"Almost 10 percent of Canadians came to visit Florida last year ... (Canadians) buy 7.4 percent of our homes in the state."
Rick Scott on Thursday, June 16th, 2011 in a Tallahassee press conference
Gov. Rick Scott says Canadians love Florida beaches and houses
Fresh off a five-day trade mission to Canada, Florida Gov. Rick Scott was eager to drop a few tidbits about the country's relationship with the Sunshine State.
In a news conference with the Capitol press corps on June 16, 2011, Scott showed off his Florida-Canada knowledge, claiming that:
• "Almost 10 percent of Canadians came to visit Florida last year."
• And, "they buy 7.4 percent of our homes in the state."
Interesting claims, eh? But true?
The number of Canadians visiting Florida each year is collected by Visit Florida, the state's official tourism marketing corporation. Visit Florida bases its data on credit card information and statistics supplied the Canadian government. The agency found that about 3.05 million Canadians visited Florida in 2010. That's about 9 percent of the country's total population of about 34 million.
The Toronto Star noted in a recent story -- based on the Visit Florida data -- that the Canadian boost to Florida's tourism happened even as oil from the Deepwater Horizon disaster threatened Gulf of Mexico beaches.
So Scott is right about the tourists. But what about Canadian homeowners?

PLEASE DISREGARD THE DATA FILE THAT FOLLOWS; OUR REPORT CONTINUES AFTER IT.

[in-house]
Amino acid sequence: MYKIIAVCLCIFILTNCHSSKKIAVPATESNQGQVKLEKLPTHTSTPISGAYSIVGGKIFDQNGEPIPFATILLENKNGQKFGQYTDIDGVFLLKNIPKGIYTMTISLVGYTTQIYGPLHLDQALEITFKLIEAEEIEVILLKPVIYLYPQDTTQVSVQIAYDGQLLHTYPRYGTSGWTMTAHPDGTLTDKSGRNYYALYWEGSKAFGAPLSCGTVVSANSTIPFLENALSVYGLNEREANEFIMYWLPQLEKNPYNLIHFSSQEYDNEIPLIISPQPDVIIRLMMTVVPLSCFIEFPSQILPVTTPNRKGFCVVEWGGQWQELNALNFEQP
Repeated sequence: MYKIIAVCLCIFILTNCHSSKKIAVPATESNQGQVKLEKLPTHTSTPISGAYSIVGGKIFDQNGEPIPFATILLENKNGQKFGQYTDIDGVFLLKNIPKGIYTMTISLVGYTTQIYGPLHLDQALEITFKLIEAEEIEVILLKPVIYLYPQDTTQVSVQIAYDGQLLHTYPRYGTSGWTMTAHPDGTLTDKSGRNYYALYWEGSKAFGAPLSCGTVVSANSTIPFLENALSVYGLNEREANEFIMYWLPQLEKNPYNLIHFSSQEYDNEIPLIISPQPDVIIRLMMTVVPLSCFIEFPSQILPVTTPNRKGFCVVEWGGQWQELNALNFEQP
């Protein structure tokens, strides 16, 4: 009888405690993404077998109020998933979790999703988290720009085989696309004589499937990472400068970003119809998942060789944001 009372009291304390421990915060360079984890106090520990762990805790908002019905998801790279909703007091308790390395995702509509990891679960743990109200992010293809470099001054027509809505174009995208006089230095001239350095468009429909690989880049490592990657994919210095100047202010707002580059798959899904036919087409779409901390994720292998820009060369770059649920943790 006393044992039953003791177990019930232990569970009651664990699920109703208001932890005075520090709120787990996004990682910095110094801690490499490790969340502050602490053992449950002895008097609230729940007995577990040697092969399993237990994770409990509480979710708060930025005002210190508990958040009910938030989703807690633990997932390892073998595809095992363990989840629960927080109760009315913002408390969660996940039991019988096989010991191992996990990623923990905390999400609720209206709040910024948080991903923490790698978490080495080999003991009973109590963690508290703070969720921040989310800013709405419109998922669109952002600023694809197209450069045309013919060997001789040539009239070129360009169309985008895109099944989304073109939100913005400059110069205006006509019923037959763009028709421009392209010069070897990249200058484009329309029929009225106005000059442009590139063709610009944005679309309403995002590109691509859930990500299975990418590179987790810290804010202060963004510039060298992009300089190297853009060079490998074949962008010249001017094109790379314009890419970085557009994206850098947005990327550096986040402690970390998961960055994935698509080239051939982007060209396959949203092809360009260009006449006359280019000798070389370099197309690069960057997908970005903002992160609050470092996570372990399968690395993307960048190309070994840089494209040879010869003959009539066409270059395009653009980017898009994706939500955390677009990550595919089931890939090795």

Scott's press office directed us to a 2010 study on Florida's international home buyers. The study is researched by the National Association of Realtors, which creates an annual report on the country's housing market and additional reports for states with a high rate of sales to foreign buyers. The national group takes a survey of Florida members each year, and that includes a question about foreign clients.
Florida has the strongest international home sales market in the country. In 2010, foreign clients were responsible for 22 percent of existing home purchases in the state, according to the study.
"Florida has consistently been the No. 1 destination among foreign buyers," said Lawrence Yun, a National Association of Realtors economist.
And Canadians are a big part of that distinction. They out-bought all international buyers in 2010, accounting for 36 percent of Florida's foreign sales in 2010. United Kingdom residents are the next-best buyers at 15 percent.
Sure, residents of the Great White North love the state's beaches and toasty climate. What's more, Yun said, is that these slices of paradise don't cost nearly as much as they used to, and the Canadian dollar is stronger than its weakened U.S. counterpart. There's greater consumer confidence among Canadians, which is not a bad thing for Florida.
"It's absolutely helpful," Yun said. "Anytime the market is down, one way to help alleviate the pain or help the healing process is for buyers to come into the market and absorb the inventory."
We wanted to find the percentage of Canadians who bought homes in Florida in 2010. So we multiplied 0.22 (portion of Florida home sales to foreign buyers in 2010) by 0.36 (Canada's share of international sales among foreign buyers) to get 0.0792. That's 7.92 percent.
Scott's office did not specify how he arrived at 7.4 percent, but he's close enough.
He's right that there's a clear Canadian infatuation with Florida. As one Canadian-turned-Floridian-real-estate-agent joked in a National Public Radio report on the housing phenomenon, "If there ever was an 11th (Canadian) province, it probably would be Florida."
Scott has his Canada trivia down cold, and we were unable to find any statistics that contradict him. We rate his claim True.